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Notre Dame Students React Harshly to Rain, BC Drubbing

Michael AugsbergerContributor INovember 10, 2008

Vasectomy patients perform with more potency than did the Irish, who were reduced to deal as the Wicked Witch of the West once did in the water pouring from the Beantown night sky. Road shutouts against rivals tend to do that.

For all the Bruce Springsteen-blasting, X’s-and-O’s-scheming preparation with which Charlie Weis soaks his players, the team hadn’t practiced in any meaningful rainfall all season. When rain poured on South Bend in the early portion of the UNC week, Weis took practice inside the Loftus Center.

Game-watches across campus seemed dampened. The renowned Duncan Hall six-man—yes, its residents dub it "the Penthouse," and they even have printed business cards to market their parties—reacted harshly the morning after.

“They want to be a bunch of girls and take it inside to Loftus so they don’t get wet,” vented junior Jorge Romero, referring to the team’s indoor practice facility. “How are you preparing your team for Boston like that? What if it rains?”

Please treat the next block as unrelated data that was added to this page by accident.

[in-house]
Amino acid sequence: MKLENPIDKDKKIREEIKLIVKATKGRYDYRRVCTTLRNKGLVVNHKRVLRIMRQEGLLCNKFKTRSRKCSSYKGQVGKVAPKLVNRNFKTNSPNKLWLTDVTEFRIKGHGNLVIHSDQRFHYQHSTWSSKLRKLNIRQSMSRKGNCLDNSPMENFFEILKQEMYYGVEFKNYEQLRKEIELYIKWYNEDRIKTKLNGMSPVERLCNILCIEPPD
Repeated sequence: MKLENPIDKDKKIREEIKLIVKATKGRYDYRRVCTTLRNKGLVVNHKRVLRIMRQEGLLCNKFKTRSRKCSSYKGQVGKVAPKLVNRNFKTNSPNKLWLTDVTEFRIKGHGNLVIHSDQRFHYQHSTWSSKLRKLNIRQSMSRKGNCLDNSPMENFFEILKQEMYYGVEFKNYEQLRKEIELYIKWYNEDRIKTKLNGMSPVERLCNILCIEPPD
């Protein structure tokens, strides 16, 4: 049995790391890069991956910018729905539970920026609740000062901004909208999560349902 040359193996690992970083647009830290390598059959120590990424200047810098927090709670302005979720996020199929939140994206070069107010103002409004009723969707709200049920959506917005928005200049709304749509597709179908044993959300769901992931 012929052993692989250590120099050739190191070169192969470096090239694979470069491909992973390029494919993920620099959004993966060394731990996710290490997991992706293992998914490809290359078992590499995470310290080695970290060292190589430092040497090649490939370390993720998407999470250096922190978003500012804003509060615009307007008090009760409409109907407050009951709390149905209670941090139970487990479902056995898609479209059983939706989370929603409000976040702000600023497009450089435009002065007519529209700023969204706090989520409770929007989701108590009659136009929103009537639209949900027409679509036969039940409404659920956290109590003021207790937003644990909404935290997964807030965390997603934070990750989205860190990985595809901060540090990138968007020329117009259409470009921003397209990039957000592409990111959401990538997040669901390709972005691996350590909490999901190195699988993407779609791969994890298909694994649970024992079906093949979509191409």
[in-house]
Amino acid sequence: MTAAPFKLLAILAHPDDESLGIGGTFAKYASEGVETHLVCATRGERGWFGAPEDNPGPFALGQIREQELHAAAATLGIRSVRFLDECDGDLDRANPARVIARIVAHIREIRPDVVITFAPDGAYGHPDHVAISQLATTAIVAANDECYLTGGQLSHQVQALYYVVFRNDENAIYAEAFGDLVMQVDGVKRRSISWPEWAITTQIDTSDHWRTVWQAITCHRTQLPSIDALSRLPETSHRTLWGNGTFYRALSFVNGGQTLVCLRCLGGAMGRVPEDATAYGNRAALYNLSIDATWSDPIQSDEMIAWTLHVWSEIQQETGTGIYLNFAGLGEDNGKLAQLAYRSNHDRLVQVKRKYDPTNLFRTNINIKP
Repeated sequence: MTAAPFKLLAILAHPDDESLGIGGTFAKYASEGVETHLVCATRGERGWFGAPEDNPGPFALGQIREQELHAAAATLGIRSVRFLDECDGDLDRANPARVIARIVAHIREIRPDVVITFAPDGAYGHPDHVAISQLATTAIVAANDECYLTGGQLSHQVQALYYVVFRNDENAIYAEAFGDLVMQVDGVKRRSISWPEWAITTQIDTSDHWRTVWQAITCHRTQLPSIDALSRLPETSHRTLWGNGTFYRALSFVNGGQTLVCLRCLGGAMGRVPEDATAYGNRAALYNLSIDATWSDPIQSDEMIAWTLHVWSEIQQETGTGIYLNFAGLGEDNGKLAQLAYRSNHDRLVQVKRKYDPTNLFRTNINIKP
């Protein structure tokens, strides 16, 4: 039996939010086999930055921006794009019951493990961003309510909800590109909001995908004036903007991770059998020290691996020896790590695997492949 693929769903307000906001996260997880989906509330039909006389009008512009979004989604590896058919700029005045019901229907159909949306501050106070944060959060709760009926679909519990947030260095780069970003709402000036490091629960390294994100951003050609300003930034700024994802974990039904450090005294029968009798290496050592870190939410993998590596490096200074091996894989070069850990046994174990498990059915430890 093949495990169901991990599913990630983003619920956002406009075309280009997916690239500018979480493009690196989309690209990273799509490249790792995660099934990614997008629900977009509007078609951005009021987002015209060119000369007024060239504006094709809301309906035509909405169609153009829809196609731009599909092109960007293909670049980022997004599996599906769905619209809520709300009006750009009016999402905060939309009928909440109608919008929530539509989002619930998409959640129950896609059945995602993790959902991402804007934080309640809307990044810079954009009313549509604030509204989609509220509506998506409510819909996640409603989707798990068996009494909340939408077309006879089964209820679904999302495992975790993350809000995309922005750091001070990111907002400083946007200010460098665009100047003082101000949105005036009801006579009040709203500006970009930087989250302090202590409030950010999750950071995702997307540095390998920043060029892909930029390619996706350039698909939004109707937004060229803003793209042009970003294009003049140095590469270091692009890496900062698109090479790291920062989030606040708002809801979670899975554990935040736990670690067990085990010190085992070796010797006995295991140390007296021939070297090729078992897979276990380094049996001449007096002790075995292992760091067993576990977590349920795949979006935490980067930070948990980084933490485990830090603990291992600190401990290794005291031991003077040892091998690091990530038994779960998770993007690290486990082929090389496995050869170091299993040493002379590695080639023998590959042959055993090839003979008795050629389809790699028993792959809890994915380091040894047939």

“Then they relocate the game to Loftus,” appended Noah Franske, a junior trombone in the band. “But BC had to play in the same rain as we did.”

Yet Jimmy Clausen threw four interceptions—all the result of overthrows at least aided by slippery grip—and played in the shadow of 9-for-22 BC quarterback Chris Crane, who tossed no INTs but helped turn only one of five Irish turnovers into a touchdown. It should have been uglier.

The only other Eagles TD came from the defense: a pick-six from safety Paul Anderson. To term BC’s offense confident would be, well, to err on the side of Boston. But its defense held ND to 66 yards rushing, blocked a punt, and twice intercepted Clausen deep in Eagles territory.

Perhaps the picks and uninspiring play in general were also the result of pampering during rainy South Bend practice days. If it’s preparation that breeds confidence, the offense needed some Zoloft.

“It was depressing,” Franske lamented.

Suddenly humored, Romero smiled. “Maybe we’ll boycott the next home game in protest,” he quipped. The smile grew, for the first time since 7:55 the previous night.

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